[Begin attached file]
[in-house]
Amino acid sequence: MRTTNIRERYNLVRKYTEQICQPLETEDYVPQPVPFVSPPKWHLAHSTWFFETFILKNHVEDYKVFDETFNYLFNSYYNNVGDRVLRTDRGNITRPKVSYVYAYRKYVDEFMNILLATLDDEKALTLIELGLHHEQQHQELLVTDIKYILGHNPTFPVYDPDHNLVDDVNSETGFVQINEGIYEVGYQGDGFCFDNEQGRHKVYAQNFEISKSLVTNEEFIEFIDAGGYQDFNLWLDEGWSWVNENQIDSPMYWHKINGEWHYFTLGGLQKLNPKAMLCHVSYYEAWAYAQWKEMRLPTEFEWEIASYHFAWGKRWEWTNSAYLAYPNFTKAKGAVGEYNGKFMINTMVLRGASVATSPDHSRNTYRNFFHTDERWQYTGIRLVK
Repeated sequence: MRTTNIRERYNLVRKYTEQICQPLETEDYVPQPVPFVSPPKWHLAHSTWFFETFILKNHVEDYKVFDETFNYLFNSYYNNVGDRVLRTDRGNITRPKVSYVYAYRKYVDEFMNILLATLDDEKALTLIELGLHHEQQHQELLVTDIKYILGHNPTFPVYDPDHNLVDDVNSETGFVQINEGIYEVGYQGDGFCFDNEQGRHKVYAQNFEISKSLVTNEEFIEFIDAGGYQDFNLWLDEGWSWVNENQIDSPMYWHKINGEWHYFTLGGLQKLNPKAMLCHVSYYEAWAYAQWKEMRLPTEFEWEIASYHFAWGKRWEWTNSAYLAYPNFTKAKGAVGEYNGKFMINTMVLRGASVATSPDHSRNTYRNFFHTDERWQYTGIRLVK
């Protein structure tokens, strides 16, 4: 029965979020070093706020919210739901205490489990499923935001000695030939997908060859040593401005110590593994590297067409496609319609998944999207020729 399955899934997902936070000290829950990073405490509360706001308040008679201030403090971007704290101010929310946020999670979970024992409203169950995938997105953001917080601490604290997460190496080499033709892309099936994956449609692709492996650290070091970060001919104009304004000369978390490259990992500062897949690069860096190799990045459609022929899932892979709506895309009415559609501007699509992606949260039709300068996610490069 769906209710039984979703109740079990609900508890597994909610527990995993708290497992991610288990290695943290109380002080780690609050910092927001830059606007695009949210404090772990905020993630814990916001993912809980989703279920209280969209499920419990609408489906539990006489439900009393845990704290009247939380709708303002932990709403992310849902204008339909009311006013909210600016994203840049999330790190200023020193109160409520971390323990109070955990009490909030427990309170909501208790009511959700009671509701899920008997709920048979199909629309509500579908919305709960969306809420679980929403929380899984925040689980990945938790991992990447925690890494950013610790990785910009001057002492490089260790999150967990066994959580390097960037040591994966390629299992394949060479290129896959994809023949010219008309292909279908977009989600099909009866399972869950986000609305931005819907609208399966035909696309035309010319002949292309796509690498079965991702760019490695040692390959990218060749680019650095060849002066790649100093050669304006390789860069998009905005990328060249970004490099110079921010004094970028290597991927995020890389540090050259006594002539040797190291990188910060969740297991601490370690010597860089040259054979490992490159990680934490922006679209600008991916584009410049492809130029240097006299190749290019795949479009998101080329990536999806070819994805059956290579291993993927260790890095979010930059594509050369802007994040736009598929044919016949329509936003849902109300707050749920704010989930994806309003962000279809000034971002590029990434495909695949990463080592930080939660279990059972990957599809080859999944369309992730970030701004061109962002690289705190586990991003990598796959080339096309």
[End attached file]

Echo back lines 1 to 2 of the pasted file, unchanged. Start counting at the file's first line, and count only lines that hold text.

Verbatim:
[in-house]
Amino acid sequence: MRTTNIRERYNLVRKYTEQICQPLETEDYVPQPVPFVSPPKWHLAHSTWFFETFILKNHVEDYKVFDETFNYLFNSYYNNVGDRVLRTDRGNITRPKVSYVYAYRKYVDEFMNILLATLDDEKALTLIELGLHHEQQHQELLVTDIKYILGHNPTFPVYDPDHNLVDDVNSETGFVQINEGIYEVGYQGDGFCFDNEQGRHKVYAQNFEISKSLVTNEEFIEFIDAGGYQDFNLWLDEGWSWVNENQIDSPMYWHKINGEWHYFTLGGLQKLNPKAMLCHVSYYEAWAYAQWKEMRLPTEFEWEIASYHFAWGKRWEWTNSAYLAYPNFTKAKGAVGEYNGKFMINTMVLRGASVATSPDHSRNTYRNFFHTDERWQYTGIRLVK